Ae17. Jazz and Intention
Intention and Art
Tom Wark's FERMENTATION wine blog poses some challenging questions regarding the definition of art. He reveals that winemaking satisfies many proposed conceptions for what requirements may be needed to qualify as art.
Winemaking satisfies these conceptions of art as quoted at FERMENTATION wine blog.
“There are a number of ways to define "Art". With the help of Wikipedia: Art we see these definitions:
- "Art is the product or process of deliberately arranging items (often with symbolic significance) in a way that influences and affects one or more of the senses, emotions and intellect. It encompasses a diverse range of human activities, creations, and modes of expression, including music, literature, film, photography, sculpture, and paintings."
- "The use of skill and imagination in the creation of aesthetic objects, environments, or experiences that can be shared with others."
- art: "A skill is being used to express the artist's creativity, or to engage the audience's aesthetic sensibilities, or to draw the audience towards consideration of the finer things."
- "Purposeful, creative interpretations of limitless concepts or ideas in order to communicate something to another person."
- "Art may be to communicate ideas, such as in politically, spiritually, or philosophically motivated art; to create a sense of beauty; to explore the nature of perception; for pleasure; or to generate strong emotions. The purpose may also be seemingly nonexistent." (bold not in original)
As Wark points out, by these and other definitions, it can appear that wine is an art and winemaking an artistic endeavor. Notice that wine when it's being made is a "deliberately made item" that can when drunk "influence and can affect one or more of the senses, intellect, or emotion." Wine is made with "skill and imagination" and is an "aesthetic object" in that aesthetic adjectives can be successfully applied to wine when remarking that the wine tastes good or bad while "sharing it with other people." The point has been made—wine making, drinking, and sharing meet the above conceptions of art making activities on many levels, as Wark observes in his blog.
Wark, however, has a legitimate complaint against these conceptions of art were they thought to be satisfactory conditions guaranteeing a candidate as art. Warner finds winemaking satisfies the prior conceptions, but appear to fall short when two other "vital conditions" for art are considered.
“Yet these various definitions do not include what has always been two vital elements of the nature of art:
1. Art's ability to track, interpret, communicate and represent the movement and changes of a culture.
2. Progress through individual artists' innovations.
This second element of the nature of art that I cannot find in wine was foremost in my mind as I watched the description of the impact of Charlie Parker on the world of American Jazz in the early 1940s. Parker, the great Kansas City alto saxophonist, gave to the emerging Bebop artists a new harmonic paradigm that filled in the sound that progressive jazz artists were exploring as they moved away from the swing genre. Parker's great innovation was his discovery, out of his own imagination, of how to play any note and resolve it in the chord so that it would sound harmonically right. Upon hearing Charlie Parker's new way of playing, Dizzy Gillespie declared, "We heard him and knew the music had to go his way."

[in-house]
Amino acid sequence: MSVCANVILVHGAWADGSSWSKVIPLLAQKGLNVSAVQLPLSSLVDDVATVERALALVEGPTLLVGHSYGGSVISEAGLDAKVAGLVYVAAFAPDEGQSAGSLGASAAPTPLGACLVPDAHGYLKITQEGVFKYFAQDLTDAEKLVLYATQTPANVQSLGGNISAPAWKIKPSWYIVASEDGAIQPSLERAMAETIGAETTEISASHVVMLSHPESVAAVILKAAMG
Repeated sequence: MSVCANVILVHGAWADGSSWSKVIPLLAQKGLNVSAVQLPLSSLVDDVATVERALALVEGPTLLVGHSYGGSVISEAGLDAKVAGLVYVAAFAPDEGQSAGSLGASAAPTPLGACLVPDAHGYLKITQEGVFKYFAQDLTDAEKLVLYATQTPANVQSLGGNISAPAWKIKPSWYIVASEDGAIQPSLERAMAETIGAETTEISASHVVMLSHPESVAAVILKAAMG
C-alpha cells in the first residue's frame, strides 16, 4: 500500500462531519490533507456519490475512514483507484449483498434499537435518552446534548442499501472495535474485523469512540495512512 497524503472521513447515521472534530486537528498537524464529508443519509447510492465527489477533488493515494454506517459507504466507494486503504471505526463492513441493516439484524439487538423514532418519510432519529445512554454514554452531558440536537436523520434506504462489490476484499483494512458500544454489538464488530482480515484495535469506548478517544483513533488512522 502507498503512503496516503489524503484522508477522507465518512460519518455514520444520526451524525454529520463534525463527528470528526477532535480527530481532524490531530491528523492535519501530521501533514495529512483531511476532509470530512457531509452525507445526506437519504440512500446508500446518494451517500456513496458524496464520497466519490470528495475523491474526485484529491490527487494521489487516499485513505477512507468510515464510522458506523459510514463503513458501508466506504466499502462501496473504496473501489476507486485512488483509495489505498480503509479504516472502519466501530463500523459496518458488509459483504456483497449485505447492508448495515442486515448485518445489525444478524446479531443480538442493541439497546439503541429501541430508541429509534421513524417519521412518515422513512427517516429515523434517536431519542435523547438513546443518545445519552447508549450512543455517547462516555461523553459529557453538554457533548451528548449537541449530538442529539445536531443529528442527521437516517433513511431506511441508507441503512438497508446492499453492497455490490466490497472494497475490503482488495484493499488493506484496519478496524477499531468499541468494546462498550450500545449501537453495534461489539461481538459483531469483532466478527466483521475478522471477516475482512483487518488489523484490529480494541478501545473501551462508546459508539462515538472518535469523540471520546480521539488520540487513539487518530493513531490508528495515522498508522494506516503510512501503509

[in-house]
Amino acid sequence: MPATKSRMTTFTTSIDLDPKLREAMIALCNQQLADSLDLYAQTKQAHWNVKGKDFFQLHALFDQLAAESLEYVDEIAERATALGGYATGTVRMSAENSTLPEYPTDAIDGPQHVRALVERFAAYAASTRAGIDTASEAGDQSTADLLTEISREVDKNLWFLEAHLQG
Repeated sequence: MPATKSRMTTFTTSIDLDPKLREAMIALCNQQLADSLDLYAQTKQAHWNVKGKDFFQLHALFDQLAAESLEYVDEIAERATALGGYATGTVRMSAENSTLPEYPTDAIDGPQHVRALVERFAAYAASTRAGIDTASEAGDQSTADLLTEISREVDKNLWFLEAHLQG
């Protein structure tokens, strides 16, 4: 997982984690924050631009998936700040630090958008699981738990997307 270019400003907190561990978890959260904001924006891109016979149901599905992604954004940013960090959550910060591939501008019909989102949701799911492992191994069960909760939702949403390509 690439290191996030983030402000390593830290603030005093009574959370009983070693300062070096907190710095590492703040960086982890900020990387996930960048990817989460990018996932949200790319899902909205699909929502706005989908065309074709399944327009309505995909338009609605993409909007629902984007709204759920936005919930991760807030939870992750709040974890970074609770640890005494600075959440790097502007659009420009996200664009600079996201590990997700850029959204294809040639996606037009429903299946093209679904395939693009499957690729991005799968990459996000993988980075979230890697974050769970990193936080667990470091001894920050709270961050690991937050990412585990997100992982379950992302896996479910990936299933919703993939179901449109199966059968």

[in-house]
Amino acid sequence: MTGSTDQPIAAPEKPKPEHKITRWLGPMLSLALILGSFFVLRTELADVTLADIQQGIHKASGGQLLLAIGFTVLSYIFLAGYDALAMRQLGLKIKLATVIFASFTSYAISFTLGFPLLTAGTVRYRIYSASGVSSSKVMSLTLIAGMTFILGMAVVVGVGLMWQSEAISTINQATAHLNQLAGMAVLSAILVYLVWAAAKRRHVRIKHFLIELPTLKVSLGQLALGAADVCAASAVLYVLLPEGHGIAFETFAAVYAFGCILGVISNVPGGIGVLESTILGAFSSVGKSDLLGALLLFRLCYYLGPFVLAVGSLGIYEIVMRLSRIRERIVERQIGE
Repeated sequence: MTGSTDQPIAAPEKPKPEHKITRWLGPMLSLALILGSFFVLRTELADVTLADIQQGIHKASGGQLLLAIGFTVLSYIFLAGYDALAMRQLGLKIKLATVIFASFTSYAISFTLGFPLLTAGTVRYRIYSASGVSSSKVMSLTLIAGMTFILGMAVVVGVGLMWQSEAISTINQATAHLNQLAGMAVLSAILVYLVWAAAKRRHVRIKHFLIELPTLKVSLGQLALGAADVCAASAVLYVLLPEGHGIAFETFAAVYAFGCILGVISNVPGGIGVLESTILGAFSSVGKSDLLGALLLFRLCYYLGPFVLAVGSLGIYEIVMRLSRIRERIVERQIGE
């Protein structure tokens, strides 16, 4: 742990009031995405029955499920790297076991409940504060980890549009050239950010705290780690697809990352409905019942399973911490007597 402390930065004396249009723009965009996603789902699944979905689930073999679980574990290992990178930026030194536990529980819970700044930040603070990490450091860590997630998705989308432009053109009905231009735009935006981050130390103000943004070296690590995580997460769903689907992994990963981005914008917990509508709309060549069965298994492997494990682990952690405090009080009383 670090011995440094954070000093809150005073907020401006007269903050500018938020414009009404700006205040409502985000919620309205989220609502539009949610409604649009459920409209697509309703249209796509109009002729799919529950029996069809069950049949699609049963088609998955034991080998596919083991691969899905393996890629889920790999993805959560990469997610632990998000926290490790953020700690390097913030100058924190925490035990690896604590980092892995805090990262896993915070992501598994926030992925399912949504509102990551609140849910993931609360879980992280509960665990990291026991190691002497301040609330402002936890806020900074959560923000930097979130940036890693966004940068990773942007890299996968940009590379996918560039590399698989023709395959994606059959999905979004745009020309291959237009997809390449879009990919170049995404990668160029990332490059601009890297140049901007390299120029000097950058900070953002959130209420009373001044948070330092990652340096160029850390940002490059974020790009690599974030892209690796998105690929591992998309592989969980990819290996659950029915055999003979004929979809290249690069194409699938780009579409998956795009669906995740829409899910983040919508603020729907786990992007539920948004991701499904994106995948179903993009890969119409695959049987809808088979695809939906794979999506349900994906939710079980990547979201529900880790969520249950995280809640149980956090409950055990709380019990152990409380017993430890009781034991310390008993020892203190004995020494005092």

I'm trying to imagine any innovation in wine and winemaking that so fundamentally moves wine forward into a new direction through the result of creative genius a la Charlie Parker. I cannot identify such a thing. Is there in the last 50 years a new movement or new paradigm in the "art" of winemaking that moves the endeavor forward to new heights or at least into a new paradigm? I can't find the act of creativity that does this in the world of wine.” (bold not in original)
Wark finds winemaking falls short of meeting either of these two goals of (1) tracking cultural changes as well as (2) the progress made by artisans through innovation. He remarks about the second requirement that:
“I'm trying to imagine any innovation in wine and winemaking that so fundamentally moves wine forward into a new direction through the result of creative genius a la Charlie Parker. I cannot identify such a thing. Is there in the last 50 years a new movement or new paradigm in the "art" of winemaking that moves the endeavor forward to new heights or at least into a new paradigm? 'I can't find the act of creativity that does this in the world of wine.
In querying my community of friends and followers, some have suggested that it is the art of blending wine that is the true artistic element in winemaking. Yet, blends have been created by winemakers for literally 1000's of years. That this blend of grapes or vineyards might be something new I don't think offers any significant paradigmatic shift or creative leap. Rather, it seems to represent an alteration in what is common.
Charlie Parker and his contemporaries such as Thelonious Monk, Dizzy Gillespie, Bud Powell and Kenny Clarke created something that wasn't simply an alteration, but something really new in jazz. We see this kind of leap in innovation across various artistic fields. Yet, we do not see this fundamental kind of leap in the world of wine. At best, what we see in wine are new cultures and people picking up the traditional methods of others.” (bold and bold italic not in original)
Why must art always satisfy these two requirements to qualify as art
Recall that the alleged two requirements for art are tracking and communicating changes in culture and having this result in progress in the art field.
What can count as 'progress'?
Intention in Jazz
- "Charlie Parker and the Notion of Wine as Art," Tom Wark, FERMENTATION Wine Blog, posted December 12, 2011.